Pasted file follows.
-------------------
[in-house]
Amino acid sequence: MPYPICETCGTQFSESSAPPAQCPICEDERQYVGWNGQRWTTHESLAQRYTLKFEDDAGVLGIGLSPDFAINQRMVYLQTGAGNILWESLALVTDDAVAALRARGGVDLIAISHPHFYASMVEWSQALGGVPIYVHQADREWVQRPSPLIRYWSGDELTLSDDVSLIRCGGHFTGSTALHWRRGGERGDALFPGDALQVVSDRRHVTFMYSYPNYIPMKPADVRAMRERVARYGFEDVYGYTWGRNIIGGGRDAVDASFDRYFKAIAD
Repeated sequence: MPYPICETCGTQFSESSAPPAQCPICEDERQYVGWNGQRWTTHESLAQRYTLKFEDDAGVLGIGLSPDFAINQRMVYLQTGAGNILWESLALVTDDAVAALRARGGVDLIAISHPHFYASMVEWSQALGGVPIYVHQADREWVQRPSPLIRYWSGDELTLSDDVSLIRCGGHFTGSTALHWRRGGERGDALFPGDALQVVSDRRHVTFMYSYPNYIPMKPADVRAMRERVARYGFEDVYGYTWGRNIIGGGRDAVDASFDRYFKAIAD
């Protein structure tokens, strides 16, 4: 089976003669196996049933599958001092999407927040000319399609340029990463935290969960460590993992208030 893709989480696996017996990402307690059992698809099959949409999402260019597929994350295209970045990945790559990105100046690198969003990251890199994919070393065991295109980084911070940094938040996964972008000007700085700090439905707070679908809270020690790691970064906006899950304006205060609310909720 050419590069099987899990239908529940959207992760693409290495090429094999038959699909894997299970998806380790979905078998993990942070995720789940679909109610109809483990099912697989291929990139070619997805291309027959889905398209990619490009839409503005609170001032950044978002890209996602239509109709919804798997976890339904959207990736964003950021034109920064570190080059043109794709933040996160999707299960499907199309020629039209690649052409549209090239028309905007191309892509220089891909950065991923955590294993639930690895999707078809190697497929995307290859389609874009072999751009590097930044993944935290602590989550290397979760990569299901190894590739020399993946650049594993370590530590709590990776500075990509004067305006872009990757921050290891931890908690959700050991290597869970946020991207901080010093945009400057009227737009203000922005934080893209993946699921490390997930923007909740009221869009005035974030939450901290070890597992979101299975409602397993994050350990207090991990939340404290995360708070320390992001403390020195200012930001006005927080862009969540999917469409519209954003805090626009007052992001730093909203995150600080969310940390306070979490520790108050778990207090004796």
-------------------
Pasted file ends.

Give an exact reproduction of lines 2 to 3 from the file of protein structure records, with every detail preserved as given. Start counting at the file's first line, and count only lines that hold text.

Amino acid sequence: MPYPICETCGTQFSESSAPPAQCPICEDERQYVGWNGQRWTTHESLAQRYTLKFEDDAGVLGIGLSPDFAINQRMVYLQTGAGNILWESLALVTDDAVAALRARGGVDLIAISHPHFYASMVEWSQALGGVPIYVHQADREWVQRPSPLIRYWSGDELTLSDDVSLIRCGGHFTGSTALHWRRGGERGDALFPGDALQVVSDRRHVTFMYSYPNYIPMKPADVRAMRERVARYGFEDVYGYTWGRNIIGGGRDAVDASFDRYFKAIAD
Repeated sequence: MPYPICETCGTQFSESSAPPAQCPICEDERQYVGWNGQRWTTHESLAQRYTLKFEDDAGVLGIGLSPDFAINQRMVYLQTGAGNILWESLALVTDDAVAALRARGGVDLIAISHPHFYASMVEWSQALGGVPIYVHQADREWVQRPSPLIRYWSGDELTLSDDVSLIRCGGHFTGSTALHWRRGGERGDALFPGDALQVVSDRRHVTFMYSYPNYIPMKPADVRAMRERVARYGFEDVYGYTWGRNIIGGGRDAVDASFDRYFKAIAD